One protest group is already set up in front of the ranch entrance this morning, while another in support of the children has left a church on the south side and is traveling to the ranch.

Officials with Sycamore Canyon Academy say there was an urgent request by the U.S. Department of Health and Human Services to provide safe and temporary care for the children.

The children will be on the campus until they are processed and placed with a sponsor or returned to their home country.

Officials with the ranch have released a statement on the situation. They are not taking a position on the immigration debate in any way. "Our mission is to improve the lives of youth and we will continue to fulfill our mission by focusing on our work with children."

The protest group has already been asked to move their vehicles from blocking the road, according to officials with the Pinal County Sheriff's Office, who are on hand to provide security for the busload of children. PCSO is also saying the academy has increased their staff by 30 people to help with the children.

A spokesperson for the group has said moving their vehicle's does not matter, they will block the bus from entering by standing in the street instead. Though when asked by law enforcement to move they will comply. The group plans to be on site until at least 7 p.m. this evening.


Supporters in Oracle to welcome children to Sycamore Canyon Academy
Posted: Jul 15, 2014 6:00 AM PDT
Updated: Jul 15, 2014 8:15 AM PDT
By Maria Hechanova - email

TUCSON, AZ (Tucson News Now) -
Supporters of the undocumented children are now in Oracle this morning. The group met at the Southside Presbyterian Church at 5:30 a.m. on Tuesday, and caravanned to Oracle.

The group arrived a short time ago and plan on welcoming the busload of children from the Nogales center.

According to one of the supporters they plan on being a 'peaceful presence' for the children, who may have experienced violence in their home countries. They do not plan on confronting the protesters who are also at the entrance to Sycamore Canyon Academy.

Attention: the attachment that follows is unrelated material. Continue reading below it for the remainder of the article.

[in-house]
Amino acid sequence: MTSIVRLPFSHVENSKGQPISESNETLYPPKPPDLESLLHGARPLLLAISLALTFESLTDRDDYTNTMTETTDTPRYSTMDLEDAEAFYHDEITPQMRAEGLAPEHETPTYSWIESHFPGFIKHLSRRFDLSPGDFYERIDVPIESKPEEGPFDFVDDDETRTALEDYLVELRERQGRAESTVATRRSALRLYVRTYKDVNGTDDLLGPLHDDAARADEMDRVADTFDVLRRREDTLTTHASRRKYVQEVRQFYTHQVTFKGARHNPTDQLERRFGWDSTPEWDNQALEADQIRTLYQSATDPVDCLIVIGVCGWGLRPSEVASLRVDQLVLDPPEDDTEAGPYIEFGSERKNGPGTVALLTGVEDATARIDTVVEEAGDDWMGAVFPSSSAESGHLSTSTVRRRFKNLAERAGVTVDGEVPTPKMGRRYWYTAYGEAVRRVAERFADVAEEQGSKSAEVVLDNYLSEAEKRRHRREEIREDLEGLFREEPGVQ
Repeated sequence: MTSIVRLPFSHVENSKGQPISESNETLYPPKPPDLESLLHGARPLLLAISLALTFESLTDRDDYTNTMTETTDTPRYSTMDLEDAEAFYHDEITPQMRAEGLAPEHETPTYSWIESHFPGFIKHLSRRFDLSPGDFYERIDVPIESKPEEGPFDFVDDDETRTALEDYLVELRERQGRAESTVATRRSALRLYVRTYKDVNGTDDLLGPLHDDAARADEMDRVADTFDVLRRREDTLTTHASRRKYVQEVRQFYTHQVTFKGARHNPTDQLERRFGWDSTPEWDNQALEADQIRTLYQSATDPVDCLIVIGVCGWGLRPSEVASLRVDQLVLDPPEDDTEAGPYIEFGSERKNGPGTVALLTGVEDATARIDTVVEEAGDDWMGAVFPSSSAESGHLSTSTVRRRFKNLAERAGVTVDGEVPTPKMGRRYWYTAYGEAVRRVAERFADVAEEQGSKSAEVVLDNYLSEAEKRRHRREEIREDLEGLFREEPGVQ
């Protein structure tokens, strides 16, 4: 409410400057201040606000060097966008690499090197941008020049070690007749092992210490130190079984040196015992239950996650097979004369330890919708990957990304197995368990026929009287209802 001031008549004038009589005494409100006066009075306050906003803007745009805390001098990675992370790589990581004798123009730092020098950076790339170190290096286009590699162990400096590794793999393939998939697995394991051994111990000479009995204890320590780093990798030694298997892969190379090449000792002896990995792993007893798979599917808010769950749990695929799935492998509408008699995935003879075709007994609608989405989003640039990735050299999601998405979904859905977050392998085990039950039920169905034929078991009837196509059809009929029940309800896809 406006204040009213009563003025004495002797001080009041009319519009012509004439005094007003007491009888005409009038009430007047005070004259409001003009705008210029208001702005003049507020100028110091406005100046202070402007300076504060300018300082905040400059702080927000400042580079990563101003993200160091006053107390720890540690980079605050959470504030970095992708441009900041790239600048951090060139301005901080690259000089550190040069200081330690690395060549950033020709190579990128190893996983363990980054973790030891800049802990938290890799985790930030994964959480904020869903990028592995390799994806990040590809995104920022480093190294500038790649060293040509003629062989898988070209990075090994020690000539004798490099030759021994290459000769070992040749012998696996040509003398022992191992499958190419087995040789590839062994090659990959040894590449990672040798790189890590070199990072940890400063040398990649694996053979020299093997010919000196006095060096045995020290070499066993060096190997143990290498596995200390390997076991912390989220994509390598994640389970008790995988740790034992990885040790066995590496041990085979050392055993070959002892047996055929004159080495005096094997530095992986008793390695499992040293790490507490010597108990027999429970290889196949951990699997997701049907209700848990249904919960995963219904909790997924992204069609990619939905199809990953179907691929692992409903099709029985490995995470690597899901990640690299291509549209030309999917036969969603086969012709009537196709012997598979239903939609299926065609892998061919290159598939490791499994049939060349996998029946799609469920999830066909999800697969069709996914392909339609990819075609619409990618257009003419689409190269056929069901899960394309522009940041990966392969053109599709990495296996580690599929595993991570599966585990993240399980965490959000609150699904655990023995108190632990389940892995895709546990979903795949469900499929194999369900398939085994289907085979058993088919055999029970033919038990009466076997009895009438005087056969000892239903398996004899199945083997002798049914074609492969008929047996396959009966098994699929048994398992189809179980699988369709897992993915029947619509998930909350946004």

Tucson's supporters are hoping that a larger group from Phoenix will be joining them shortly, swelling their number to almost 100. They also plan on being in the area until 11 a.m. today.

Stay with Tucson News Now for more on this situation.


AZMEX I3-2 15-7-14

AZMEX I3-2 15 JUL 2014

Note: Mr. Kozachik's concerns seldom extend to U.S. citizens and their rights.

Immigrant intake to move from Greyhound station

Guatemalan migrants at Greyhound Lines
Guatemalan migrant Danel Yoel Valdez, 2, looked into a tub of donated toys as he waited with his mom for bus departure earlier this month at a volunteer processing area in the Greyhound Lines station, 471 W. Congress St.
15 hours ago • By Luis F. Carrasco

The makeshift intake center set up at the Greyhound bus station to help immigrants dropped off by immigration officials is moving to better accommodate the families coming through Tucson.

But the location of the new center is not being disclosed over concerns about anti-immigration groups.

"We don't want the kinds of protests that we are seeing in Murrieta and that are now starting to pop up in Arizona," said City Councilman Steve Kozachik, referring to the Southern California town where demonstrations recently led U.S. Customs and Border Protection to stop busing immigrants to the area.

Kozachik is part of Project Mariposa, a group created to address the needs of immigrant families being released in Tucson with a notice to appear before an immigration official at their final destination. The group gets its name from Casa Mariposa, an organization that had been helping people released from detention centers and later the women and children dropped off at the bus stations until it became overwhelmed by the increasing numbers.

So far the families, mostly women and children from Central America, have been left at the Greyhound station, something that will change when the new intake center opens on Aug. 1.

After that date, immigrants will be taken to the new center before being transported to the bus station when they are ready to leave. Most of them secure passage the same day, but some stay with volunteers for up to three days.

The improvised intake room at the back of the Greyhound bus station is crowded by plastic containers with donated clothes, sorted by size and gender, boxes of diapers and tables full of instant soups and oral electrolyte solutions to help the women and children who often come in dehydrated.

Although volunteers have tried to make it as comfortable as possible, it is still a waiting room.

The new site, which is being provided by Catholic Community Services, will offer an outdoor fenced-in play area, more comfortable seating, a kitchenette and a more private setting for meetings with consulate officials.

Casa Mariposa and Project Mariposa have organized more than 200 volunteers who take turns going to the bus station on different days and shifts because there are no set times for drop-off by Customs and Border Protection officials.

"The response has been amazing," said volunteer coordinator Sabrina Lopez. "There is a large number of volunteers, which I think speaks volumes about the Tucson community. So many people have just been eager to help."